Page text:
Thursday, December 11, 2014

For the record

I am an expat. That is a person who lives abroad but retains their citizenship to the country I which they were born. I am a US citizen living in England.

I moved here with my family in my 30s. It was going to be a great adventure for 2 years. Seventeen years later it has been. We moved for the opportunity to experience a different culture and to give our children an experience of the larger world. After 2 years the jobs stayed here and you stay where the bread and butter is.

I would not want to give up my US citizenship but it is getting harder and harder to keep it as an expat. We pay taxes in the UK (much higher then we would in the US) but I still need to file US taxes every year. We never owe anything but I spend over $600 each year to an accountant to help us show the IRS that. My kids need to start filing now too. I am no longer represented in the US government but do vote (but my vote is never opened) unless as a tie break. It is challenging to be an expat. It costs me money in tax bureaucracy for two countries! I have no 'home'. When I visit the US things have changed and the home I remember no longer exists. Some US friends would consider us borderline traitors and here in the UK-I am always seen as the 'American'. I love the US and often miss it and the amazing 'can do' attitude of people who live there.  So why do I continue to live overseas?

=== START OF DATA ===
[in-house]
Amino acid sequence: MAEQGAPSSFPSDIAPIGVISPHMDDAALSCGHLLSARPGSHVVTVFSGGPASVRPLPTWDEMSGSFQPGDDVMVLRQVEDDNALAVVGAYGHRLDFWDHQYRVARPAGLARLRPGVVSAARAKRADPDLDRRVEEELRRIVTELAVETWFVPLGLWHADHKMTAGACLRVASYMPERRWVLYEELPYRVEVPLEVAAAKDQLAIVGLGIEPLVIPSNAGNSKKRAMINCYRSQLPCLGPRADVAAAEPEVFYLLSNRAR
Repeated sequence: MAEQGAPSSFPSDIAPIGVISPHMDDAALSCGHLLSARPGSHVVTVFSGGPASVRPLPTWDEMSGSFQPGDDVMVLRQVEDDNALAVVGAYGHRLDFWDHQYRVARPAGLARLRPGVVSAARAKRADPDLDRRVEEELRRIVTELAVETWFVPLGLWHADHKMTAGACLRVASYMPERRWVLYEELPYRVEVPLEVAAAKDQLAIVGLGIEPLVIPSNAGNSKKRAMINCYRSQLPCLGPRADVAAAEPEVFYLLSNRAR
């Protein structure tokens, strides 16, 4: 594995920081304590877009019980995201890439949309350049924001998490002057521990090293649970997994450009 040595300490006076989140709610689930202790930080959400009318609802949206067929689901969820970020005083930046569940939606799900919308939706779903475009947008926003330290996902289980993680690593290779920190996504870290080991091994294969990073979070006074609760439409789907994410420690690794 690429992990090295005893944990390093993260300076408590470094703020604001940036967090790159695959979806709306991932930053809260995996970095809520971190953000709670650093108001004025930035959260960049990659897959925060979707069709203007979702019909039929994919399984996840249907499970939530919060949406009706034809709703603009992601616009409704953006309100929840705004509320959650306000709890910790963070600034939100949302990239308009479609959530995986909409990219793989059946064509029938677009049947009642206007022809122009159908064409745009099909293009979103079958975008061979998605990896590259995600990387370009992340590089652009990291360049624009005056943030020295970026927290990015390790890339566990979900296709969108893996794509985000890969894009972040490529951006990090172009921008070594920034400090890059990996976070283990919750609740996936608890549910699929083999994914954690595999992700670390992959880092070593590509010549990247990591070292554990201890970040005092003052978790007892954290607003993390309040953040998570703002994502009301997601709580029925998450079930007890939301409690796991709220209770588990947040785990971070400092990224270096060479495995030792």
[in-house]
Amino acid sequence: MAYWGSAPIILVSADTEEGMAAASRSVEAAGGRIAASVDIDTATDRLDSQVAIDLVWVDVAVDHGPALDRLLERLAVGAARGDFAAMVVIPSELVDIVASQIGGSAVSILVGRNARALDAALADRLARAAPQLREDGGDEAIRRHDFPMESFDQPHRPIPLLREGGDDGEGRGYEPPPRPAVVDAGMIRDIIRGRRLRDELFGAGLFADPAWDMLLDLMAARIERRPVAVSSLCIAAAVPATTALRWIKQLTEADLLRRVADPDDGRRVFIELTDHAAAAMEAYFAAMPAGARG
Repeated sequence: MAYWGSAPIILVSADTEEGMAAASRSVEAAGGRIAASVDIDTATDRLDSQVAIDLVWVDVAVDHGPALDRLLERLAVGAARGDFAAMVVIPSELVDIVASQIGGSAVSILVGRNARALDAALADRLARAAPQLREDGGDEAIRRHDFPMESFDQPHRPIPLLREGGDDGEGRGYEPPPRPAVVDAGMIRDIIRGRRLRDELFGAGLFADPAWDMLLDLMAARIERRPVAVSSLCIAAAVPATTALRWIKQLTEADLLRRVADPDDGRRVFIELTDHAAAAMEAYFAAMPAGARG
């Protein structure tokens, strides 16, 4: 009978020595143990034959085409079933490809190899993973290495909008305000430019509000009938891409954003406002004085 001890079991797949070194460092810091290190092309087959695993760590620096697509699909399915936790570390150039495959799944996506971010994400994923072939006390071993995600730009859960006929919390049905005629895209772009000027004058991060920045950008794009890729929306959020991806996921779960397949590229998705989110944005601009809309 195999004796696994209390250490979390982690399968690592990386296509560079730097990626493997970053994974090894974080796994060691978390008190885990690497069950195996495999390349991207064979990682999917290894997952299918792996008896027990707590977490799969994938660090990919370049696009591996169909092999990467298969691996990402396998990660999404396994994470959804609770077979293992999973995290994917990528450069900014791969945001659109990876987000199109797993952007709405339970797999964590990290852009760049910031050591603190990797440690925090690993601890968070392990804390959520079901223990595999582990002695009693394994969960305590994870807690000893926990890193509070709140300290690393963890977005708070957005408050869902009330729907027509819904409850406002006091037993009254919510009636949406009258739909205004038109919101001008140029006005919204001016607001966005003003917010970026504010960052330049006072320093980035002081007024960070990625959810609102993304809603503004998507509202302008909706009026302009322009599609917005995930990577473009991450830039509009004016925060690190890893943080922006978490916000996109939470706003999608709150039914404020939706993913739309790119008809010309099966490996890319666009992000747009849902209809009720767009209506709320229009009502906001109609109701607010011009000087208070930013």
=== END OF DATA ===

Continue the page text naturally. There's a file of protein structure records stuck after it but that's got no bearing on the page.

We stay because we have have built a life here over 17 years. Some of my closest friends are Irish, French, anglo-Indian and English. But I am still an American and I would like to think that I preform a service as an expat. Expats are ambassadors for the US. We help bridge the cultural gap and promote a understanding of each others cultures promoting understanding and maybe finding a shared humanity despite cultural differences. I work as a nurse for the NHS so I interact with many people each day-most with preconceived notions about Americans. We get to know each other as people. Colleagues laugh at the odd phrases that I say and I laugh at theirs. We connect. I would like to think that promoting understanding between cultures has the power to create a more peaceful world. Staying within borders would be like locking ourselves in our houses and only watching Fox news. How could we possibly understand or get to know each other.

My children have had the opportunities I hoped. They are multicultural. We live across the street from a Hindu and Muslim family. We live on the same street as families who are English, Irish , South African, Kiwis and Australian. My kids have gone to school with students who are English, Cypriat, Korean, Polish, Chinese, French and Irish. That was worth staying for because now their home is the world.

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